Last modified on 22 October 2014, at 17:19

disaster

EnglishEdit

Alternative formsEdit

EtymologyEdit

From Middle French desastre, from Italian disastro, from dis- + astro (star), from Latin astrum (star), from Ancient Greek ἄστρον (ástron, star), from Proto-Indo-European *h₂stḗr.

PronunciationEdit

NounEdit

disaster (plural disasters)

  1. An unexpected natural or man-made catastrophe of substantial extent causing significant physical damage or destruction, loss of life or sometimes permanent change to the natural environment.
    • 2013 June 29, “High and wet”, The Economist, volume 407, number 8842, page 28: 
      Floods in northern India, mostly in the small state of Uttarakhand, have wrought disaster on an enormous scale. The early, intense onset of the monsoon on June 14th swelled rivers, washing away roads, bridges, hotels and even whole villages. Rock-filled torrents smashed vehicles and homes, burying victims under rubble and sludge.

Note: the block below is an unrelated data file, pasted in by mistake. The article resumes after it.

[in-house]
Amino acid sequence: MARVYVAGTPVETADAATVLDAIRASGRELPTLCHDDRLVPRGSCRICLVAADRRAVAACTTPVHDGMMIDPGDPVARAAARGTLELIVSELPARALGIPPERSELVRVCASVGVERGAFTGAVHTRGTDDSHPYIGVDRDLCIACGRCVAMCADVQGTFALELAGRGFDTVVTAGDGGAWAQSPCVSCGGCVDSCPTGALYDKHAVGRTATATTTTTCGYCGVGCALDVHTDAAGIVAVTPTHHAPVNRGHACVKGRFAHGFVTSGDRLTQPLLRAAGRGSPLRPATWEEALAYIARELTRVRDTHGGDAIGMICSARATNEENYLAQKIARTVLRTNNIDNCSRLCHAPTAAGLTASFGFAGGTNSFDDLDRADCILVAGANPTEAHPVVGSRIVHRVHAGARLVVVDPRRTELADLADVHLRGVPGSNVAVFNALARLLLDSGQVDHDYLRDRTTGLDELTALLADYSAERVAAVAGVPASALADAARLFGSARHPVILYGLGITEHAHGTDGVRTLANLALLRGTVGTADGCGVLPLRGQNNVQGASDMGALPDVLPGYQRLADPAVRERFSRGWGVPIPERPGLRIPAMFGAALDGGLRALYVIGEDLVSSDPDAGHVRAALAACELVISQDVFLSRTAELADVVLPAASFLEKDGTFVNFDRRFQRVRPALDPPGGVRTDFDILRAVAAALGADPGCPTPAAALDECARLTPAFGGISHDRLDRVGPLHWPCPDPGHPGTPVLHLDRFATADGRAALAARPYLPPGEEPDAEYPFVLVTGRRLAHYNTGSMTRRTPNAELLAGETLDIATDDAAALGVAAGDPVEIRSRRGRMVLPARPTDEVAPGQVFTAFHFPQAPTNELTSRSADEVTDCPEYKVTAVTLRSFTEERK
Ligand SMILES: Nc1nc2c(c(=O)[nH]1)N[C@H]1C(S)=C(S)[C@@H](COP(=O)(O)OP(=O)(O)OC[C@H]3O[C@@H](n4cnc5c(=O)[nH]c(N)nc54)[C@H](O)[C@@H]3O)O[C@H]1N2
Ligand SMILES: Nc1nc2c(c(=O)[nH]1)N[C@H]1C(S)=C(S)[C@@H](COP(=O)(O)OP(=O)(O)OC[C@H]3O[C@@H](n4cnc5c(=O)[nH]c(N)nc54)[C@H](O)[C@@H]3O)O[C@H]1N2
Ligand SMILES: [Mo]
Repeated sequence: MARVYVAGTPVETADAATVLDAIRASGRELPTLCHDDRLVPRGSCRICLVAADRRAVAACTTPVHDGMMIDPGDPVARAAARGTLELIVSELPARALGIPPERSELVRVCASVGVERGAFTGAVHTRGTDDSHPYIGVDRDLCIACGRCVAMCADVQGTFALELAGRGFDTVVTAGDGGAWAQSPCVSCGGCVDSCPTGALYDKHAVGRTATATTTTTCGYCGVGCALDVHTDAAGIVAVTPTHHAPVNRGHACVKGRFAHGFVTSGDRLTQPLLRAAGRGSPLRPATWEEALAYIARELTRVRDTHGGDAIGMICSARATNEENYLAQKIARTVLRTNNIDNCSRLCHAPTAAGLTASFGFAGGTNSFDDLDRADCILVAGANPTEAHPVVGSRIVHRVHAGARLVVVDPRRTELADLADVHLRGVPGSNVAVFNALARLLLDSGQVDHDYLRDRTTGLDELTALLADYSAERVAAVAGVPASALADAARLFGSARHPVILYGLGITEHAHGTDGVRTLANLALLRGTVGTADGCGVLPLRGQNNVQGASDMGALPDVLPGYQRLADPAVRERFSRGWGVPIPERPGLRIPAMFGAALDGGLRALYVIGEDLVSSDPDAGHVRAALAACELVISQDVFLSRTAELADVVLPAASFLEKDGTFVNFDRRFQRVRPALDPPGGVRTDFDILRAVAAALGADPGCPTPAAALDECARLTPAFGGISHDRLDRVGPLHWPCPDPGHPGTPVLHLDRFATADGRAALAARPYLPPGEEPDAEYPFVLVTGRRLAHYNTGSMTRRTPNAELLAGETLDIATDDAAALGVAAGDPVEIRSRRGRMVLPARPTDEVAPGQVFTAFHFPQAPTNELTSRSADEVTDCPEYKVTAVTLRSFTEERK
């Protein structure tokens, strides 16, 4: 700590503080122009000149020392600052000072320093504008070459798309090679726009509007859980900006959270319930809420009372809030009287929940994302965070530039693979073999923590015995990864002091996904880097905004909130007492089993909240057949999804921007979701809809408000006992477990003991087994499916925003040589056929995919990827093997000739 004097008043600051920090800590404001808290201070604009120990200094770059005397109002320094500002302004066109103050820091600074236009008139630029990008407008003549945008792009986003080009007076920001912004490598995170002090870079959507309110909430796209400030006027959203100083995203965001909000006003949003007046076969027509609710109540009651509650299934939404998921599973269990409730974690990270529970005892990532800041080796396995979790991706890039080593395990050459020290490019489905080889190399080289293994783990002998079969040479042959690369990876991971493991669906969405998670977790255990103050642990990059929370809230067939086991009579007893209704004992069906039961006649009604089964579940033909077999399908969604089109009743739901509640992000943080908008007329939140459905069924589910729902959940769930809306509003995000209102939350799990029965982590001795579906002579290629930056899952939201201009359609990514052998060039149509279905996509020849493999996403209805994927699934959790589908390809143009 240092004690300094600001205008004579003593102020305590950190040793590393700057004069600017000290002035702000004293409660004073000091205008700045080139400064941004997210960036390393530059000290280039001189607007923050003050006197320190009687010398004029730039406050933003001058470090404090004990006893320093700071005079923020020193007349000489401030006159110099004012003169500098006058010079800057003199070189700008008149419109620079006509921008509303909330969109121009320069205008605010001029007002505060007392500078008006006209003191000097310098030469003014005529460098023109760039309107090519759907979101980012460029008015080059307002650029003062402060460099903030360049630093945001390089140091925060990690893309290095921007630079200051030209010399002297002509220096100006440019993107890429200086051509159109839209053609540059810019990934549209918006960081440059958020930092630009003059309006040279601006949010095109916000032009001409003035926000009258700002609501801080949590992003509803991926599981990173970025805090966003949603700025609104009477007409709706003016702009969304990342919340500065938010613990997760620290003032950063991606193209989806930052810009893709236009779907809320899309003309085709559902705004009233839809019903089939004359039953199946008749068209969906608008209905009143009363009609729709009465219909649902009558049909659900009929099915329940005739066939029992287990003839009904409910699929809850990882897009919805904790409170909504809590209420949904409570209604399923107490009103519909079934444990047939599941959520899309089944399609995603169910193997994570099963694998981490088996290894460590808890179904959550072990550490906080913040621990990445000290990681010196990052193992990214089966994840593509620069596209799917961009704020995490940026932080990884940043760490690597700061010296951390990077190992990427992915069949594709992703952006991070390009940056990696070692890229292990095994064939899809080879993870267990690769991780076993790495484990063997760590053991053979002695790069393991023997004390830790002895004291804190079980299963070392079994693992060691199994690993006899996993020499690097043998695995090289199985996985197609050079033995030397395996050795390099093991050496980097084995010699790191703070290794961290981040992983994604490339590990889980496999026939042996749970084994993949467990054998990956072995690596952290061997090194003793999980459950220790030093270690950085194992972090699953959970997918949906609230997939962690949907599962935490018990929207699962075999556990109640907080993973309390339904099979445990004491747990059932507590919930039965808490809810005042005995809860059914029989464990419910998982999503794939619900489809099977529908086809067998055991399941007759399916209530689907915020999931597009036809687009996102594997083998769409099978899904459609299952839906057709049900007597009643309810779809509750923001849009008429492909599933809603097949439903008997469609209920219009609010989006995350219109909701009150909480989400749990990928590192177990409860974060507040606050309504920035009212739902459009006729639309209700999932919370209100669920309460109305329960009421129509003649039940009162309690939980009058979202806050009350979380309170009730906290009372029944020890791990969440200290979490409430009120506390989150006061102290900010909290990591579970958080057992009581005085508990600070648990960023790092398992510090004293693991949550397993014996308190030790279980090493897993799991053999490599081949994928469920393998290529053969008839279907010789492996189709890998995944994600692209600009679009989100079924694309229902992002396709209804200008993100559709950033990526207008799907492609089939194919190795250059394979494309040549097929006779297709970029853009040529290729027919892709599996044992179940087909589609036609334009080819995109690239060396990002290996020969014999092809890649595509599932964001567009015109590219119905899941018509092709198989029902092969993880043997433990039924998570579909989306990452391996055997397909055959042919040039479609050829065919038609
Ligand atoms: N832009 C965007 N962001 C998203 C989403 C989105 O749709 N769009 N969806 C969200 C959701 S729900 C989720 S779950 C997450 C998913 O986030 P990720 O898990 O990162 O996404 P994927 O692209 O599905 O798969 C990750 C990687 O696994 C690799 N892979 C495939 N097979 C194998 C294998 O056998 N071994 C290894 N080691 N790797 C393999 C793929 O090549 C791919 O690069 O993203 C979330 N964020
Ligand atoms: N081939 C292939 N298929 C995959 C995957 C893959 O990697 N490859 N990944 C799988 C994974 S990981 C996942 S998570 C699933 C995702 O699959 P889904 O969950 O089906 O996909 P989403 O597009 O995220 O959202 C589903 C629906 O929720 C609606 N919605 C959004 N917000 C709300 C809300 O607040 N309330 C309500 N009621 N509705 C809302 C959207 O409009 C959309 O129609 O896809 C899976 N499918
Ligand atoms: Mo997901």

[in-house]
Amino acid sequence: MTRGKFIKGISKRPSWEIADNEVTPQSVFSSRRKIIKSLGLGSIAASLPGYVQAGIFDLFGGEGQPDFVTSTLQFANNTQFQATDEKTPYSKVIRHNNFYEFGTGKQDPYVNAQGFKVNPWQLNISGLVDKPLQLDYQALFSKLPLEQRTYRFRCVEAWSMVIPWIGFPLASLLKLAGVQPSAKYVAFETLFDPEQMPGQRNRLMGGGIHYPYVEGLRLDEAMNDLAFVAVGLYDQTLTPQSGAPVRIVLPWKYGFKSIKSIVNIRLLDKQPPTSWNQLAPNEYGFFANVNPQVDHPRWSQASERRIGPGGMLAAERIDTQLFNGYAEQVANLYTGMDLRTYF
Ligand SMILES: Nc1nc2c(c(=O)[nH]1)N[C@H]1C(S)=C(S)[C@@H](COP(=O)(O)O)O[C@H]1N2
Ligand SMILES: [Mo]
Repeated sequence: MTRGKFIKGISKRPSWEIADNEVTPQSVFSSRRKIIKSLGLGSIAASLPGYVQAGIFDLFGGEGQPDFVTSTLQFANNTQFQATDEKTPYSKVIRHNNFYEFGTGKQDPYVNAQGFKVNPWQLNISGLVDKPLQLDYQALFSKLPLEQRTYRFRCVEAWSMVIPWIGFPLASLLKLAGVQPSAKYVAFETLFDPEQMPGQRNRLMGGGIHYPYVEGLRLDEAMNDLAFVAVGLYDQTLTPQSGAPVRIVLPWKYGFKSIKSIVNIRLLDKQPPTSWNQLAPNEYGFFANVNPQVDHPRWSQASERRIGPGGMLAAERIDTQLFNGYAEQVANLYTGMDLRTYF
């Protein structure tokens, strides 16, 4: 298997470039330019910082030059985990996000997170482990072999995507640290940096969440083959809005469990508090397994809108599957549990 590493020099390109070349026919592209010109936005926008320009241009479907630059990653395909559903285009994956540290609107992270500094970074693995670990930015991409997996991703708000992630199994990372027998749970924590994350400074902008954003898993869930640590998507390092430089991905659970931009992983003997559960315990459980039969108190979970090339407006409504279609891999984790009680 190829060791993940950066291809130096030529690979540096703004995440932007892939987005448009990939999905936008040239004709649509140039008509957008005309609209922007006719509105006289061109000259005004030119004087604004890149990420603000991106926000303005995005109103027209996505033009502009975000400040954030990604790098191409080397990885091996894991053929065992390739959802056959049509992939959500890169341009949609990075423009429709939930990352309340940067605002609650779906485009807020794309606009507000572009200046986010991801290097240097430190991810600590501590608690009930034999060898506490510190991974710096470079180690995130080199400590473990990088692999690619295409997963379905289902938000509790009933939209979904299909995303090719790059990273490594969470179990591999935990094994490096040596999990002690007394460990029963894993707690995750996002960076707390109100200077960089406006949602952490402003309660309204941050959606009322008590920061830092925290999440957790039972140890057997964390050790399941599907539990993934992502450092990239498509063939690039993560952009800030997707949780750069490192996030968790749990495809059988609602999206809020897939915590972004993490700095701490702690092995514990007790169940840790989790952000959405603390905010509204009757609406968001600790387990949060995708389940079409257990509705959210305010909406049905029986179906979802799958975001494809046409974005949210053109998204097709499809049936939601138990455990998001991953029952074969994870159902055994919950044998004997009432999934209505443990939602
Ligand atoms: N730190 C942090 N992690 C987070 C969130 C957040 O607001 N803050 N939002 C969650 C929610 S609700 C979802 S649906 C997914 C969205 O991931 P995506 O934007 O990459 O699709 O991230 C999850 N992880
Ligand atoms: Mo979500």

2. An unforeseen event causing great loss, upset or unpleasantness of whatever kind.
    • 1959, Georgette Heyer, chapter 1, The Unknown Ajax:
      And no use for anyone to tell Charles that this was because the Family was in mourning for Mr Granville Darracott […]: Charles might only have been second footman at Darracott Place for a couple of months when that disaster occurred, but no one could gammon him into thinking that my lord cared a spangle for his heir.
    • 2003, The Devil Wears Prada
      A nod means good, two nods; very good. And then there's the pursing of the lips: disaster.

SynonymsEdit

TranslationsEdit

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